If you’re anything like us at Market Vantage, you spend a great deal of time refining what keywords you and your clients are sponsoring in Google Ads and how much you’re bidding for them. We do everything we can to maximize conversions, and any indication that clicks for a given term aren’t converting is cause for an adjustment, even for the rare client with such high traffic and ad spend that they don’t miss a few wasted dollars. For this, we rely heavily on Google’s search term reports.
That’s why Google’s recent alteration to their reports is so alarming: they have announced that going forward, their reports will only include “terms that were searched by a significant number of users.”
Why Is Google Doing This?
Per Google’s statement, it was “to maintain our standards of privacy and strengthen our protections around user data.” The purpose seems to be keeping advertisers from seeing small-scale query data that could be used to identify users.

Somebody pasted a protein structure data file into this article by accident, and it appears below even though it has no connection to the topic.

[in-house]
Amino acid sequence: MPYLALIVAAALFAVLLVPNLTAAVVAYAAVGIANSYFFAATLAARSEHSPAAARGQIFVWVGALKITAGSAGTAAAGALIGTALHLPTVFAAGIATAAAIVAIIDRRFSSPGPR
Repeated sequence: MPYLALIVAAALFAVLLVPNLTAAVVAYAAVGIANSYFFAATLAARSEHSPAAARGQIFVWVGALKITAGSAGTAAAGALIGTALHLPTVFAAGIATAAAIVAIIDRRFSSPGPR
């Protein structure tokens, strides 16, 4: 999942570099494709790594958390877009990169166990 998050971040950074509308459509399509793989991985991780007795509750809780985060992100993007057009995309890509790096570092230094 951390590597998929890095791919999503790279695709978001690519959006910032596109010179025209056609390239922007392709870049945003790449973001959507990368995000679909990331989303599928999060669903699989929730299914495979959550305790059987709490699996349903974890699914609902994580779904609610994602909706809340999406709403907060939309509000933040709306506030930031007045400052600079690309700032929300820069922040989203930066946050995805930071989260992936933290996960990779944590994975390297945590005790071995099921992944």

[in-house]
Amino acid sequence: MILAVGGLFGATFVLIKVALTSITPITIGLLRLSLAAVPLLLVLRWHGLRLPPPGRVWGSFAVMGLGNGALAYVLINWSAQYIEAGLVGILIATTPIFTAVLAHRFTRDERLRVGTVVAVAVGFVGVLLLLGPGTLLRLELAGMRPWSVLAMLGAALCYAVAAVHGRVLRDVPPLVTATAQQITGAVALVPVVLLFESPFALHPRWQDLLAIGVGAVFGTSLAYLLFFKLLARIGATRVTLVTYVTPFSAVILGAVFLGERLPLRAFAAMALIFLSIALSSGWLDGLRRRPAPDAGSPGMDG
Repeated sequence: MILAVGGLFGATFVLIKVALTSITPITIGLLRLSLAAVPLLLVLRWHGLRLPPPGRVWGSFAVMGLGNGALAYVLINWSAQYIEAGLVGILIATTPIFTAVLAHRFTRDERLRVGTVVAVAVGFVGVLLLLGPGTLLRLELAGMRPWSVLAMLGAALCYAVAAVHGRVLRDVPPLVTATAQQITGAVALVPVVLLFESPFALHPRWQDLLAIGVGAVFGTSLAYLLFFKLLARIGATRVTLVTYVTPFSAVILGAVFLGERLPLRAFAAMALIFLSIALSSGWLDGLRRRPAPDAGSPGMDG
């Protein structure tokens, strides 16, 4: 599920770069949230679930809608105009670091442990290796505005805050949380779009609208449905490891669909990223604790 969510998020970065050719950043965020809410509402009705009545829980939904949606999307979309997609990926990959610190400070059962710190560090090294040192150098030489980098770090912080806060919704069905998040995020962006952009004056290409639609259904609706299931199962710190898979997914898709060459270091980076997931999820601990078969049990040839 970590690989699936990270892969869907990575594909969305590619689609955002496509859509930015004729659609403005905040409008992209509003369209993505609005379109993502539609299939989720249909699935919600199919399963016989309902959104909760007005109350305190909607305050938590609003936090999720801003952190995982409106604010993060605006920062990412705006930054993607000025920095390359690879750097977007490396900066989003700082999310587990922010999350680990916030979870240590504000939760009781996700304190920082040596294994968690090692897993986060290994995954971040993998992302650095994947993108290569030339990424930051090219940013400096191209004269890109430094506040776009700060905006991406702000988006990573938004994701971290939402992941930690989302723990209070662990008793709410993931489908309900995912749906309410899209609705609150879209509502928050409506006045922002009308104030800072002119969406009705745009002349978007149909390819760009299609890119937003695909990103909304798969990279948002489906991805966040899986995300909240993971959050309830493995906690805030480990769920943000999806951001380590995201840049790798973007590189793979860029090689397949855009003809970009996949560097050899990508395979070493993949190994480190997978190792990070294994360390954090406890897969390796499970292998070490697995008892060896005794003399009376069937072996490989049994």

As Searchengineland.com pointed out, “Google already limits query data in Search Console for this reason. The difference, of course, is advertisers pay whenever a user clicks on an ad triggered by a users’ query. The loss of this data could have real financial implications for advertisers. Advertisers won’t know what we can’t see.”
The short answer: nobody but Google knows exactly what “significant” entails. They haven’t told us, and they’re not likely to, although hopefully we’ll get a clearer idea as the change rolls out. All we know is that as advertisers, our degree of precision in judging the efficacy of a keyword will be reduced. Often, the keywords that perform the best and bring the most qualified leads for clients are ones that don’t have a great deal of search volume. For instance, if you offer a very specific product or service and only want your ads to show for this specific type of search, Google might deem the search low-frequency and hide the search terms.
Maintaining a Google Ads account requires frequently checking which keywords you’re paying for and adding unwanted ones to a negatives list. This change will undoubtably make it more difficult to determine when low-volume keywords are wasting money, reducing the efficacy of your campaigns and furthering Google’s goal of removing third parties entirely from their platform.